Bruno had been the head waiter at the Lincoln Hotel’s Blue Room until 1939 when he left to work at the Pen & Pencil. Eventually he became an owner, and then the owner. Read one article, NORTH, EAST, SOUTH, WEST, YOU'LL FIND THE "NEW YORK CUT" IS BEST from 1959, “John C. Bruno, tall, still slim and handsome, is an opera fan (owns a box at the Metropolitan every sea-son) and indulges in an expensive sideline—horse racing; but can still take time out to tell you how to cook a steak. Several seasons ago, to introduce his restaurant to a newer set of patrons, he employed publicist Michael Sean O'Shea to stage semi-annual champagne-and-steak supper parties for celebrities of the stage and screen. At one memorable affair that went from mid-night to dawn the guests included Ethel Merman, Joan Crawford, Tallulah Bankhead, Shirley Booth and Ginger Rogers.”


John C. Bruno Sr. died 1965, and with his passing, Steak Row began to fade, and the landscape of the restaurant world started to change. Years after his father’s passing, John admitted that steak for example only accounted for 20% of their lunch trade, while fish had had become the popular choice. John took it over running the restaurant when his father died and ran it for 33 years until 1998, when the building’s  landlord sold the address to a developer. 

John was a graduate of the Dartmouth’s Amos Tuck School of Business. As far back as the early 1980s, John was quoted in Field & Stream magazine in October of 1982, as an advocate of local food, saying, “Lots of food grown here is far superior to that found in other countries. We are learning to refresh our fresh food, things such as tomatoes, corn, squash, and aged beef, and to cook them intelligently using simple, basic  recipes that bring  out the best in  this wholesome food.”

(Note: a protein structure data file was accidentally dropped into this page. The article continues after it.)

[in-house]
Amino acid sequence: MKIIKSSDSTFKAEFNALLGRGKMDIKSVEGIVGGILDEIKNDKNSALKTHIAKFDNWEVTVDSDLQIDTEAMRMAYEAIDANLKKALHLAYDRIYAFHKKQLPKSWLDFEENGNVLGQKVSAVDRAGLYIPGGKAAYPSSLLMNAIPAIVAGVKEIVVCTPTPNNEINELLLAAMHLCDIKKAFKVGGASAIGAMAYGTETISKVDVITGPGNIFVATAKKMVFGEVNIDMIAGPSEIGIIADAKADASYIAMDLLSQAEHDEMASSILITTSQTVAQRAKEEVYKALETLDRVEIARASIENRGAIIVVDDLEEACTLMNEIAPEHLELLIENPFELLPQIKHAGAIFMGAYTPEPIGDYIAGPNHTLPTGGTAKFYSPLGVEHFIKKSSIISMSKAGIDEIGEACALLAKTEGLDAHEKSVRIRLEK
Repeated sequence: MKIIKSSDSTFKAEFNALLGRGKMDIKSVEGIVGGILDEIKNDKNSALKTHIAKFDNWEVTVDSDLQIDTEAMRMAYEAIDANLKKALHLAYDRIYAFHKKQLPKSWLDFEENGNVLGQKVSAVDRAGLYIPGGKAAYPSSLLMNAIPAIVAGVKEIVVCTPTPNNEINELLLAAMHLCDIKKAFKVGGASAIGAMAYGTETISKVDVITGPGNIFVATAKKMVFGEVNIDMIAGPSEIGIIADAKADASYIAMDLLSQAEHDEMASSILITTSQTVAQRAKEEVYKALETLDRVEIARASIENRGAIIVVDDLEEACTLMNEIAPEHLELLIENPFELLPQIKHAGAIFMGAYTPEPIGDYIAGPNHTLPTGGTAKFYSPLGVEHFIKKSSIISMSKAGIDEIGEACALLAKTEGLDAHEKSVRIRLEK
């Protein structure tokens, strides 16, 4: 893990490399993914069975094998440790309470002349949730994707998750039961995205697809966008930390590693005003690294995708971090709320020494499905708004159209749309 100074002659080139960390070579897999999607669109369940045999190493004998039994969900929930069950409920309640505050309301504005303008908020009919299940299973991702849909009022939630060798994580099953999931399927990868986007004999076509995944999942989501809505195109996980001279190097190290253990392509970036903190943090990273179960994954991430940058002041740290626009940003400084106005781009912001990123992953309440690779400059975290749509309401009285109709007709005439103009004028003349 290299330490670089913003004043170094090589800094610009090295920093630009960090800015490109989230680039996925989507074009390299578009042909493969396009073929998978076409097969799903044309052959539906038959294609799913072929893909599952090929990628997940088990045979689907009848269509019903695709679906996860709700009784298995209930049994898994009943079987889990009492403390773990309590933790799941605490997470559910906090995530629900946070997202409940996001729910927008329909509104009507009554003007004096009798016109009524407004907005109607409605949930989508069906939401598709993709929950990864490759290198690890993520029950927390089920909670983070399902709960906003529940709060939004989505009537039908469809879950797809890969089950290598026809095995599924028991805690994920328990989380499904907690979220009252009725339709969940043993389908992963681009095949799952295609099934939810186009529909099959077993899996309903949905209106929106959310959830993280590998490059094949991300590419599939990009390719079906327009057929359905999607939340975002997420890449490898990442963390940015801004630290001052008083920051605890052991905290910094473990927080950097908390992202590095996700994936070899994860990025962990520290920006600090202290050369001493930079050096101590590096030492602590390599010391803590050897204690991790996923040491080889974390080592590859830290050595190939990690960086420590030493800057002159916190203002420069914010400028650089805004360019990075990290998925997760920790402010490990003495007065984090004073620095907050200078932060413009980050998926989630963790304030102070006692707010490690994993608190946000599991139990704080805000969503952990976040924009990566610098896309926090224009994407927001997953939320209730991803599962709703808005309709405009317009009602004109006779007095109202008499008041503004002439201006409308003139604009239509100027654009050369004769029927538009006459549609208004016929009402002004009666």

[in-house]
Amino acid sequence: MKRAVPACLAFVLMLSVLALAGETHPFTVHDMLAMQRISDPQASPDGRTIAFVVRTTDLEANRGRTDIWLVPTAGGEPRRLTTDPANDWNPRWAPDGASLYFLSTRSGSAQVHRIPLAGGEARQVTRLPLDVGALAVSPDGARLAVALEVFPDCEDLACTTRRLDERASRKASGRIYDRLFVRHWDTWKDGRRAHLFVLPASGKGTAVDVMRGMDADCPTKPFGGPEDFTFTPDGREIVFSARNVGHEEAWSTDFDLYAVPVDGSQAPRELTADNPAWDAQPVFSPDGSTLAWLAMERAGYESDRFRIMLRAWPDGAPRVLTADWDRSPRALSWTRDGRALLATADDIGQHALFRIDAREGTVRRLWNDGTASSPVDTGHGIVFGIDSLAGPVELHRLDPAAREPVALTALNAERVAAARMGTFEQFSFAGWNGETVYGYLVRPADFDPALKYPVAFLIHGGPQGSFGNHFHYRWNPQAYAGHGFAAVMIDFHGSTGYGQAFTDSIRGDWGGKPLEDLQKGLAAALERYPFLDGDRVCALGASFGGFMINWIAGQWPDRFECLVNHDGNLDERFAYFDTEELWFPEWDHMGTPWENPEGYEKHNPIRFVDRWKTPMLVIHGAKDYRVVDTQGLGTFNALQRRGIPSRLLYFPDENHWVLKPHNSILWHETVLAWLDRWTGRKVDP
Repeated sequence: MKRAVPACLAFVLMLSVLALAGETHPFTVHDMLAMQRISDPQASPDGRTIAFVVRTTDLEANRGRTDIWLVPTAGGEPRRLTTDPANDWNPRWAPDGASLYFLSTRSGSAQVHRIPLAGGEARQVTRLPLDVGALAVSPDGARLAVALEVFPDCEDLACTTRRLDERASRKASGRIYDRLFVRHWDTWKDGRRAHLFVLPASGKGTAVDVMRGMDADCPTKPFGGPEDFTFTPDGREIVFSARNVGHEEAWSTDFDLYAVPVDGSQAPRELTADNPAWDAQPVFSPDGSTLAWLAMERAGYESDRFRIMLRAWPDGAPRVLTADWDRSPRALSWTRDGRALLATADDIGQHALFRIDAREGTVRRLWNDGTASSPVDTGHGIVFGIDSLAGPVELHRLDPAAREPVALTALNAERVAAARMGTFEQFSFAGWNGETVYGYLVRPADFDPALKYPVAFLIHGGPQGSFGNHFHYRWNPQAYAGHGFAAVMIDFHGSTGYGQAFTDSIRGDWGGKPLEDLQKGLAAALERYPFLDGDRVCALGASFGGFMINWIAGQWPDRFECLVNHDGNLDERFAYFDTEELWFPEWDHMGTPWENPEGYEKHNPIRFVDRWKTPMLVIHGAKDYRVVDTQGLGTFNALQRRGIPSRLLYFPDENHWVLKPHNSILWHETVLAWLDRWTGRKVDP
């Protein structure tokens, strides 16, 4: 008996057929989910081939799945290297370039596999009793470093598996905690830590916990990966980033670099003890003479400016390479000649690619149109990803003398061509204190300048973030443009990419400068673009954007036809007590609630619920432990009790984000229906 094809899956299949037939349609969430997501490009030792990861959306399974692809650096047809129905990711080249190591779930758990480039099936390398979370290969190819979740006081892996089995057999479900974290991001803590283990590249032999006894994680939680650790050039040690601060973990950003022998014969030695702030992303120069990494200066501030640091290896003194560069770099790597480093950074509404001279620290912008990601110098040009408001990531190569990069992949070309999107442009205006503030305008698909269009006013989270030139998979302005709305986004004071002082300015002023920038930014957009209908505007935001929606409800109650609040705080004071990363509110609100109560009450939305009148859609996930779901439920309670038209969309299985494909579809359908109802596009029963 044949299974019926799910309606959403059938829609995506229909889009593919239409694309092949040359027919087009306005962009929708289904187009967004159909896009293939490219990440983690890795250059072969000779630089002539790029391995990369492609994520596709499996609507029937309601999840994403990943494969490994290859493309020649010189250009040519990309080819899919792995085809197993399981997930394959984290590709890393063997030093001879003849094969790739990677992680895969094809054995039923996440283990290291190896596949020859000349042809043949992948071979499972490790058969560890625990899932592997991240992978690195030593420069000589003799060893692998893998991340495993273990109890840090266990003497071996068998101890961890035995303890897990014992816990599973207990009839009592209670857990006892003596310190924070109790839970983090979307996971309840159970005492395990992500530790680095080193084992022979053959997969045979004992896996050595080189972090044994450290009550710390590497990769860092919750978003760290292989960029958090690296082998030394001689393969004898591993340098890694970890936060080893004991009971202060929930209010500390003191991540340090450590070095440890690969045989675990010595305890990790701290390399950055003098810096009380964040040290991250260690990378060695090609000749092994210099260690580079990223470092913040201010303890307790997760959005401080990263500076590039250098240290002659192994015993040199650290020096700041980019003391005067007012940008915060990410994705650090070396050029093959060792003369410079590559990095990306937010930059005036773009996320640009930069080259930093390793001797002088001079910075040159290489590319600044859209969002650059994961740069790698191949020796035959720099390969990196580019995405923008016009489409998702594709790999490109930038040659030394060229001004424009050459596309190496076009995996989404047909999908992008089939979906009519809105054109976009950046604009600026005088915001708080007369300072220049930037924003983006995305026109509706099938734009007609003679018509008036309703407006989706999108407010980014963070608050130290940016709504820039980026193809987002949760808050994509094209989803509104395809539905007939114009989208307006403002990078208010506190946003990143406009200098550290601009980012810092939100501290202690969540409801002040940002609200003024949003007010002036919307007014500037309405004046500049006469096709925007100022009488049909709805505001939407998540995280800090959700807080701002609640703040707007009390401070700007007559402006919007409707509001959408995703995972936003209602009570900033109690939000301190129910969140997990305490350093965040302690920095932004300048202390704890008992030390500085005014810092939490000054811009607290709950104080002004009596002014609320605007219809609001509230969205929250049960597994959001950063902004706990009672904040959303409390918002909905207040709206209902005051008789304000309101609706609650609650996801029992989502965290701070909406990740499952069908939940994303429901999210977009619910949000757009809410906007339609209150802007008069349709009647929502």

"My grandfather was a bootlegger," Bruno told the Poughkeepsie Journal in 2011, about Charles Stradella, his mother's father, who made red wine and "bathtub gin" in New York City during Prohibition. 

Pen and Pencil was a big hot spot. Here's a picture of Yogi Berra there at the restaurant.

John was one of the feisty restaurateurs who were involved in the famous New York City  "steakhouse wars" of the 1970s.

Pen and Pencil

The Pen and Pencil was recently mentioned in Mad Men. According to, "While waiting for Don to show up to a meeting in the Season 2 episode ‘For those Who Think Young,’ Freddy Rumson complains about "not being at the Pen and Pencil by 12:30.""

Ownership of Pen & Pencil was passed down through the generations and Bruno owned and operated the restaurant for 33 years before selling it in 1998, purchasing 40 acres in Millbrook and establishing Oak Summit Vineyard.
"I had wanted to find something to do, some gentlemanly endeavor like a B&B, but it sounded too much like restaurant work.Then I thought, I'll go back to the old family business," Bruno joked about his transition from the restaurant business to retirement to the farming industry.

In the meantime, John moved up-state and began the beautiful vineyard Oak Summitt. He is obsessed with his grapes.

Accordingly, his Pinot Noir is dark, rich, and incredible. Many wines critics rate his wine as some of the best Pinot Noir New York state has to offer. Their Chardonnay is also quite excellent. And their new Rose is also quite lovely.

Another one of the reasons John is so important in the Hudson Valley is because since I have known him, low these seven years since we first met, he has spoken of only one thing- quality. He has preached it, demanded it, cajoled it, and been out spoken about it. He has been the uncompromising conscience of he valley in pushing the wine making community towards this goal. And he does it with massive doses of self-deprecating humor, colorful language, and good will.

So now you know. What you need to do, is call Oak Summit, and get yourself some. It's great stuff!